To me, that was the gist of it; the season began as one where management was willing to allow the young forwards the time and experience necessary to become better all around NHLers, and even philosophically bite the bullet on deficits, as long as the additions could play fast on the attack.
(Granted, Q expects his forwards to be strong on the puck even more so the bigger a forward is, and also expects constant backside pressure from all forwards or you sit—just as Anthony Duclair did the other night.)
But the long possessions in their own defensive zone caused more losses of confidence than the entire team could handle. And that’s ignoring the loss of any semblance of NHL goaltending.
I am going to take a stab at what the organization and coaching staff was thinking from the beginning of the season.
Now let’s have a go at projecting what the long and short range plan to right the SS Blackhawk, when and if they have an NHL goaltender to anchor on.
1) Should he stay or should he goal?
“Anton Forsberg is young and his best years are still ahead of him…. that he would learn quickly to be a strong backup.” Unfortunately, in my opinion, it hasn’t happened. Even in the early OT games where we heard of his tenacity, he simply gave up goals he shouldn’t have. This continued through his tenure as starter and it is only recently that I feel there is starting to be better feel to his game.
I believe they will continue to view him as their second tier goalie, due to his age, and upside, until they finally lose patience and feel they have to secure someone who has a better chance of handling duties. Just like it is rare to trade for a first pair defender, it is rare to see a quality goaltender prospect bartered—I believe Tukka Rask was the last one when the Maple Leafs sent him to the Bruins. (Toronto management had deemed Justin Pogge their potential goaltender of the future, thereby rendering Rask expendable. GULP!)
So, that in itself explains my reasoning on why he stays on the roster.
2) Should they stay or should they go?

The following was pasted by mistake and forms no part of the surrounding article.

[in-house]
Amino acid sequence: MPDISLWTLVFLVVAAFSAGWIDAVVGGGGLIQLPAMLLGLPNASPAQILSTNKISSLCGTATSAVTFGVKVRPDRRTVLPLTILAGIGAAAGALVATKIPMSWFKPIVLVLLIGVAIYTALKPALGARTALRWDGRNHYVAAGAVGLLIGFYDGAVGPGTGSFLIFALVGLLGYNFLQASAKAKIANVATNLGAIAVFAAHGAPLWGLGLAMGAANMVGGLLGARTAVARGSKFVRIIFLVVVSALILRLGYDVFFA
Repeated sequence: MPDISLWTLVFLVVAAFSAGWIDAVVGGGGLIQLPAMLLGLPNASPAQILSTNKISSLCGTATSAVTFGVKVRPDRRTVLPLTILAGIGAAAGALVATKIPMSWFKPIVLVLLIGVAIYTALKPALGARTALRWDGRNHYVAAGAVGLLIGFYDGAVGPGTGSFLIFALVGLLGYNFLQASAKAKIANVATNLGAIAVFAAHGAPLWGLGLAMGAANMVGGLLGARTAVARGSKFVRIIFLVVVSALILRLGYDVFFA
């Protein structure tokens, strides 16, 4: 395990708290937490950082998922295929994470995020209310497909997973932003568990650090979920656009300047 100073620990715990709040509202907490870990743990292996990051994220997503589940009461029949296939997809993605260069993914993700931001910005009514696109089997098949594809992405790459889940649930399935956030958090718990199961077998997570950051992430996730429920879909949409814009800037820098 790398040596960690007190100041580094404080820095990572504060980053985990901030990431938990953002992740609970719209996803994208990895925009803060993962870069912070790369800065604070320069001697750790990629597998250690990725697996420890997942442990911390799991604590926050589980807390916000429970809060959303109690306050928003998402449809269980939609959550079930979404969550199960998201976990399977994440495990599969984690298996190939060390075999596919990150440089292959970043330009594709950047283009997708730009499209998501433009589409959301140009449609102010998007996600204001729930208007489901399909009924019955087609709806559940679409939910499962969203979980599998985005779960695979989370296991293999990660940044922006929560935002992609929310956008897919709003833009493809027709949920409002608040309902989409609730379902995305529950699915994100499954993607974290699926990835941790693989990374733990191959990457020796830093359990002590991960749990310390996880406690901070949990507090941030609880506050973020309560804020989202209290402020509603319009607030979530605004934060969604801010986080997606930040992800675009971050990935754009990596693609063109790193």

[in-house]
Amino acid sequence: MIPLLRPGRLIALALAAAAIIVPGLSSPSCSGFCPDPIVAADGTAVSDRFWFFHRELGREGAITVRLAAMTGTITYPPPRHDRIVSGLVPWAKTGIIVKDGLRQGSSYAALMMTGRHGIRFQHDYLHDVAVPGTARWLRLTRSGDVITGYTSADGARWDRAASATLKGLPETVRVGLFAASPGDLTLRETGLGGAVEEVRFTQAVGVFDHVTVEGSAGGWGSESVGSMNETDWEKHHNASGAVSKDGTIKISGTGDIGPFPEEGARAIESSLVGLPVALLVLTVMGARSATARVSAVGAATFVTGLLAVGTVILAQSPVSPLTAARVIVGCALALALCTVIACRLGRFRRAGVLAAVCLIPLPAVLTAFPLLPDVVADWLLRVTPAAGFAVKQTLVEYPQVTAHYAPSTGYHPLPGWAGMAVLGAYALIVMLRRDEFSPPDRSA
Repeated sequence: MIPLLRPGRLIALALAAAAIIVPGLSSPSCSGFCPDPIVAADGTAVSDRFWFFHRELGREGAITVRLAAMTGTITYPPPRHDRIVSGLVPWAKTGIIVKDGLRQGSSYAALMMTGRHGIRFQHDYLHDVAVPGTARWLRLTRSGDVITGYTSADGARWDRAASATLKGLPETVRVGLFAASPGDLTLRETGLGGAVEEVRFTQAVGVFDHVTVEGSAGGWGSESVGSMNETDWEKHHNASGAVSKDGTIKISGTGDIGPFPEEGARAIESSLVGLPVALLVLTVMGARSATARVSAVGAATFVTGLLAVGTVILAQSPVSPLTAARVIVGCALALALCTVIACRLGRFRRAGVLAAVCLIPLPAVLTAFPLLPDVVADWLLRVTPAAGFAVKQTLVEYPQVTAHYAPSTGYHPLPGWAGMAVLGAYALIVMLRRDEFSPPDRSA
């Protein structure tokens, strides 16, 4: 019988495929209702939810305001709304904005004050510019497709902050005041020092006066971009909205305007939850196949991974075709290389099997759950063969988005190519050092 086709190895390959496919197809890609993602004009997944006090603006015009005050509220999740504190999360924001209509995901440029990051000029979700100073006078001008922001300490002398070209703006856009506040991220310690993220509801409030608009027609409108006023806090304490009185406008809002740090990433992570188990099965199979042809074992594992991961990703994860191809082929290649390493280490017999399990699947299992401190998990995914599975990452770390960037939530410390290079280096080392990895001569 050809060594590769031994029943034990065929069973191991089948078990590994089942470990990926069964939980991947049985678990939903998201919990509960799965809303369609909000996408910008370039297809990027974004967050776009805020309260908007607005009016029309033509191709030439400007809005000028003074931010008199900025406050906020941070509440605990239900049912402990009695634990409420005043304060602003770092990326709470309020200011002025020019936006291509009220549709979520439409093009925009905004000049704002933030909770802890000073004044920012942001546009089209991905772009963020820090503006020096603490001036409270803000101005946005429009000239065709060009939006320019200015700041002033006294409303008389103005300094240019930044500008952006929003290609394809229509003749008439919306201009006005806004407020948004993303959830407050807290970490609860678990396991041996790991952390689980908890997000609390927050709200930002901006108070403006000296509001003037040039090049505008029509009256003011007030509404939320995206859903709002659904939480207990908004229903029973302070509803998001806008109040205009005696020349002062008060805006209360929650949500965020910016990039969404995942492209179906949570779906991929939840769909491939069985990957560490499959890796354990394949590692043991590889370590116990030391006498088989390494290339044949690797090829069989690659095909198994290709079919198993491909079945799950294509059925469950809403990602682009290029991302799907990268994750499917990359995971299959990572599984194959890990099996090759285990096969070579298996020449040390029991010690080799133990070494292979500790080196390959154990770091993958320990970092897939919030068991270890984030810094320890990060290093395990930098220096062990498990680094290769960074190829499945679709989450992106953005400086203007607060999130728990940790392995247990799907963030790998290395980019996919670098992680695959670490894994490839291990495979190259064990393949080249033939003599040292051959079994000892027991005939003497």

Don’t expect big fat contracts to any of these youngsters except for Nick Schmaltz and Alex DeBrincat, and they will be pressured to take what is offered, no matter what they think they can become. My reasoning is the organization wants them to feel wanted, so won’t simply try and force “just business” RFA deals on them, but the Hawks GM cannot commit to high percentage of cap deals and will try and get these two players and their representation to agree to long manageable money, unless Schmaltz has a break-out year next year, or if in the next two years, DeBrincat not only scores 20 goals but shows that his on-ice impact exceeds third line status, no matter which line he plays on.
The salary decision on Ryan Hartman is aided by this season’s reduced goal and point totals, so his agent is not going to be able to get him an overpay.
And quite frankly, the Hawks are in a good position to control the dollar figures on all these players and Vince Hinostroza, and Tomas Jurco (cough), and for that matter, defenders Erik Gustafsson this summer, and Carl Dahlström, next summer. (It is clear Dahlström is viewed as sixth defender and cap safety)
Oesterle is a different matter, as he may seek to leave if he succeeds in the Blackhawk framework.
So much of the re-signing process is dependent upon whether the players feel gratitude that they were given opportunities, and want to stay and build something.